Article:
On the night it aired (Sunday 20 January 1980), the 0–10 Network officially became known as Network Ten to reflect ATV-0's transition to ATV-10 – although the Brisbane station continued to broadcast as TVQ-0 until 10 September 1988. On 27 December 1987, Adelaide's SAS-10 gave ADS-7 the affiliation rights of Network Ten, and became known as ADS-10. (Perth's NEW-10 did not go to air until 1988.)
Long running Number 96 actor Mike Dorsey was cast in a regular role in this new series, playing Vic Marshall, the owner of the pinball parlour. Vic's paraplegic daughter Tina (who worked in the pinball parlour with her overprotective father) was played by South Australian newcomer Christine Harris (who has gone on to become a well known and respected theatrical producer).
Other recognisable actors in the cast included Aileen Britton who played Joyce Blair, the haughty woman who ran the Aristocrat Dry Cleaning store with her comical husband Walter, played by one time vaudeville comedian Syd Heylen.
Tracy Mann played Susie Blair, Joyce and Walter's dry and slightly sardonic daughter, who helped out at her folks dry cleaners.
Joy Miller, played Kitty Adams, a former cabaret singer who was the owner of Kitty's Record Bar and Danny Adcock as Duncan Adams, Kitty's estranged husband and former showbiz manager, who are constantly arguing.
Peggy Toppano (the mother of Peta Toppano of Prisoner fame) played gossipy Miriam Buxton, who ran the Bookworm News Agency with her somewhat more exuberant sister Molly Sparks, played by Lorrae Desmond. Molly's energetic but bumbling son was played with comic relish by Greg Bepper.
Maggie Stuart appeared as grasping vixen Iris Pendleton, (the villain of the piece) who co-owned the Pendletons Health Studio with her nerdy brother-in-law Norman (Garth Meade), whom she is conniving to get rid of, with the aid of the dim-witted gym instructor Len Crosby (Bill Charlton). Coral Drouyn, billed as Coral Kelly, played Consuela McPhee, the newly hired 'full figured' receptionist at the Health Studio, who was despised by the vengeful Iris.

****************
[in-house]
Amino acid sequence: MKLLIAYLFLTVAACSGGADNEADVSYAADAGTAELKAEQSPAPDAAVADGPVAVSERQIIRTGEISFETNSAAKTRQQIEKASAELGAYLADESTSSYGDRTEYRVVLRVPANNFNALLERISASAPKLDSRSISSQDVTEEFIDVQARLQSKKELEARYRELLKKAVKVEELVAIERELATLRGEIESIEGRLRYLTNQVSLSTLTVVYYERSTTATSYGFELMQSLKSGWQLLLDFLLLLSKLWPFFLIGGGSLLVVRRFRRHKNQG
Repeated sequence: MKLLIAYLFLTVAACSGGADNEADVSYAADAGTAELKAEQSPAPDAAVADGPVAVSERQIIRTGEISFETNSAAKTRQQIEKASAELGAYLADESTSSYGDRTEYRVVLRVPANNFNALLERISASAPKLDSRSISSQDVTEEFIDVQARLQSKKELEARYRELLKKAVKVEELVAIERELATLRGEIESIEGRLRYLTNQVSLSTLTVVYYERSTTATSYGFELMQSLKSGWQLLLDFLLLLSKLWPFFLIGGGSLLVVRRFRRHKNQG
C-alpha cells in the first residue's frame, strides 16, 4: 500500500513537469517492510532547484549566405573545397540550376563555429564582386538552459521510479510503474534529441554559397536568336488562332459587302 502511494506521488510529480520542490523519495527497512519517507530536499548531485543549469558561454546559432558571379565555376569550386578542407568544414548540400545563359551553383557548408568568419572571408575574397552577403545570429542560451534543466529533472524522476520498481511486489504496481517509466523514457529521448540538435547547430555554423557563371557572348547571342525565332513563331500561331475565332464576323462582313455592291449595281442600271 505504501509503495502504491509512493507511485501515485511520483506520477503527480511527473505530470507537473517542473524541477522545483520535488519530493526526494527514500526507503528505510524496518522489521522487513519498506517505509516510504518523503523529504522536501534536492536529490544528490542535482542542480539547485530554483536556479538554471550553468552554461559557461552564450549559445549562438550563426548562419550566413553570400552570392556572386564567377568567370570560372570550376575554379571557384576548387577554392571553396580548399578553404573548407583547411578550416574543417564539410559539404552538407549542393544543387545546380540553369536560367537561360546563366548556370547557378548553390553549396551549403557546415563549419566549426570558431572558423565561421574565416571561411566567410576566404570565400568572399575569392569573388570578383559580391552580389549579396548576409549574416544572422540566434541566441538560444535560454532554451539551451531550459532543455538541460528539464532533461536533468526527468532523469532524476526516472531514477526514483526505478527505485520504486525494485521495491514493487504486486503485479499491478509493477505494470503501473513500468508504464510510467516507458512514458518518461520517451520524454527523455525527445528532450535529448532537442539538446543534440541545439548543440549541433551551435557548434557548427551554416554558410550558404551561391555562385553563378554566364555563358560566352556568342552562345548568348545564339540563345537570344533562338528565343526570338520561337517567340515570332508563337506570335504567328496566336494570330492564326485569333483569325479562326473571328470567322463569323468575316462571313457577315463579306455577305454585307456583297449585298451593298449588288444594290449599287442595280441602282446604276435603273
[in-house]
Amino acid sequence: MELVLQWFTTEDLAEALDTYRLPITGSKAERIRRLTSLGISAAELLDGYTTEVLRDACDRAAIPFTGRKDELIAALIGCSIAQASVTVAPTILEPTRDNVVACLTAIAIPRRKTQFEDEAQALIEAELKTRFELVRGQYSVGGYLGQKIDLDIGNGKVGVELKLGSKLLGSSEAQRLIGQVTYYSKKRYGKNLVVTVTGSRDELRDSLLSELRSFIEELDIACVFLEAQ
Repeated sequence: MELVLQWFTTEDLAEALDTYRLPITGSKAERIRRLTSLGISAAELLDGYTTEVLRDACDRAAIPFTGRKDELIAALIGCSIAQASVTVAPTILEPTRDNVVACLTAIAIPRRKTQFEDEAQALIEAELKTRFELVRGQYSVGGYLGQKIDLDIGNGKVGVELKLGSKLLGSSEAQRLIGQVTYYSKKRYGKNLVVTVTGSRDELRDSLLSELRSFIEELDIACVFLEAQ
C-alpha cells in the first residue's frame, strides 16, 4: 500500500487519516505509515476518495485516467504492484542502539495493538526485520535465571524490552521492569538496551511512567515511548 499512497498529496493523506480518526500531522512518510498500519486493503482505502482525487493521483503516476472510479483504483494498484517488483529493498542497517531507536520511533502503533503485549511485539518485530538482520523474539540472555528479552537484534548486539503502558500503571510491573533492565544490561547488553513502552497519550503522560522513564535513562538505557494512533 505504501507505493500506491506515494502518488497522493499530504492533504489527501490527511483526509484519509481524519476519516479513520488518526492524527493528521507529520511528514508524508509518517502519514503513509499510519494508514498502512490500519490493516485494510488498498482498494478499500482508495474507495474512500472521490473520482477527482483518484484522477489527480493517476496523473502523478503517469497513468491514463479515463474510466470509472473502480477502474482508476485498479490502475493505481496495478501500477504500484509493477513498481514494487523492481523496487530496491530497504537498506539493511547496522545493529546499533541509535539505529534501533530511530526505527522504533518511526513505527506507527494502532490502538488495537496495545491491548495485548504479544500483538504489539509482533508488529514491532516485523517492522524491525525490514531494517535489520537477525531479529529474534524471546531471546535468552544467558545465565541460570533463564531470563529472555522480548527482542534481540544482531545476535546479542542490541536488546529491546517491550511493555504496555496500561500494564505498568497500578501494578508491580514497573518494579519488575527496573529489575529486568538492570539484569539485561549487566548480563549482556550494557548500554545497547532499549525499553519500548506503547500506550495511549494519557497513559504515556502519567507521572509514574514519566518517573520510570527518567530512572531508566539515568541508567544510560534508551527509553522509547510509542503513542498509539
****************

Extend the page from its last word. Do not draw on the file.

Annie Semler (wife of Oscar-winning cinematographer Dean Semler) got a lot of media attention at the time for playing the outrageous, somewhat provocative but very well-meaning gift shop owner Magda Yokochek.
Lucy Taylor and Raymond Nock as Si Wan and Philip, the mother and son operators of Toby's (the sit-down restaurant), and Sinan Leong played the spoiled and pampered Mee Ling, Si Wan's daughter, and Philip's sister who balked at working at the family restaurant. In the 'shocking' storyline in the early episodes, Philip realised he was falling in love with his sister.
Patrick Ward played conceited - and rather dimwitted - Craig Carmichael, who owned the Sports shop, but spent most of his time trying to get work as a male model. His girlfriend Di Smith, played by former ballerina Olga Tamara managed the shop on his behalf
Jeremy Kewley played Robbie Stewart, a mysterious young man who turns out to be the younger brother of Craig Carmichael (whose real name was Stan Stewart, but he had changed it to Craig Carmichael which he thought was a sexier name for a male model).
Life after Arcade
Jeremy Kewley went on to star in later successful series like Janus and Stingers, playing lead roles in movies like Frank & Jerry and Disappearance and became popular as the audience warm-up comedian on the AFL version of The Footy Show for almost two decades.
Tracy Mann won awards for her roles in films like Hard Knocks and Fast Talking and starred in popular series including Prisoner, the 1984 ABC-TV series Sweet and Sour, and the 1990 police drama Skirts, as well as popular Australian mini-series such as Sword Of Honour and Cyclone Tracy.
Also having successful careers after the series ended - and starring together again - were two of its older and more experienced regular cast members, Lorrae Desmond and Syd Heylen who both took leading regular roles in the long-running and very popular Seven Network drama series A Country Practice (1981–1993).